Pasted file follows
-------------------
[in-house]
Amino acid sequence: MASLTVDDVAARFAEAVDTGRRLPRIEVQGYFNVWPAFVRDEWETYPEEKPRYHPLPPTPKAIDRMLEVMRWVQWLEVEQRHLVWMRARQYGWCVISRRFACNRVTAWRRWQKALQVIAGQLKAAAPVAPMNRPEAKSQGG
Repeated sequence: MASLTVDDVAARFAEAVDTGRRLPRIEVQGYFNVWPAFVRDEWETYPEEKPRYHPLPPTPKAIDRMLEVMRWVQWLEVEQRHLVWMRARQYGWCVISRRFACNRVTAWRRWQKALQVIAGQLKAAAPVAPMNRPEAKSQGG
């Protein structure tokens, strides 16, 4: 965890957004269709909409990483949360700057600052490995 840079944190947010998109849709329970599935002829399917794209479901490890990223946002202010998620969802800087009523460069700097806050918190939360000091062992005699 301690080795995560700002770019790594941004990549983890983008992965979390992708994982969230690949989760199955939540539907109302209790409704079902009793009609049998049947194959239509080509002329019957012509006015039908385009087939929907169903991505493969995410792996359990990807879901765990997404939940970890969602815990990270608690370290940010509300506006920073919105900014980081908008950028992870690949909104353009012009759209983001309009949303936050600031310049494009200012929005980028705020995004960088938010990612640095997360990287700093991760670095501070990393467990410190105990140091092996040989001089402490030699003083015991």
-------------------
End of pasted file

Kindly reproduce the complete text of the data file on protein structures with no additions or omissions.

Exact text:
[in-house]
Amino acid sequence: MASLTVDDVAARFAEAVDTGRRLPRIEVQGYFNVWPAFVRDEWETYPEEKPRYHPLPPTPKAIDRMLEVMRWVQWLEVEQRHLVWMRARQYGWCVISRRFACNRVTAWRRWQKALQVIAGQLKAAAPVAPMNRPEAKSQGG
Repeated sequence: MASLTVDDVAARFAEAVDTGRRLPRIEVQGYFNVWPAFVRDEWETYPEEKPRYHPLPPTPKAIDRMLEVMRWVQWLEVEQRHLVWMRARQYGWCVISRRFACNRVTAWRRWQKALQVIAGQLKAAAPVAPMNRPEAKSQGG
């Protein structure tokens, strides 16, 4: 965890957004269709909409990483949360700057600052490995 840079944190947010998109849709329970599935002829399917794209479901490890990223946002202010998620969802800087009523460069700097806050918190939360000091062992005699 301690080795995560700002770019790594941004990549983890983008992965979390992708994982969230690949989760199955939540539907109302209790409704079902009793009609049998049947194959239509080509002329019957012509006015039908385009087939929907169903991505493969995410792996359990990807879901765990997404939940970890969602815990990270608690370290940010509300506006920073919105900014980081908008950028992870690949909104353009012009759209983001309009949303936050600031310049494009200012929005980028705020995004960088938010990612640095997360990287700093991760670095501070990393467990410190105990140091092996040989001089402490030699003083015991």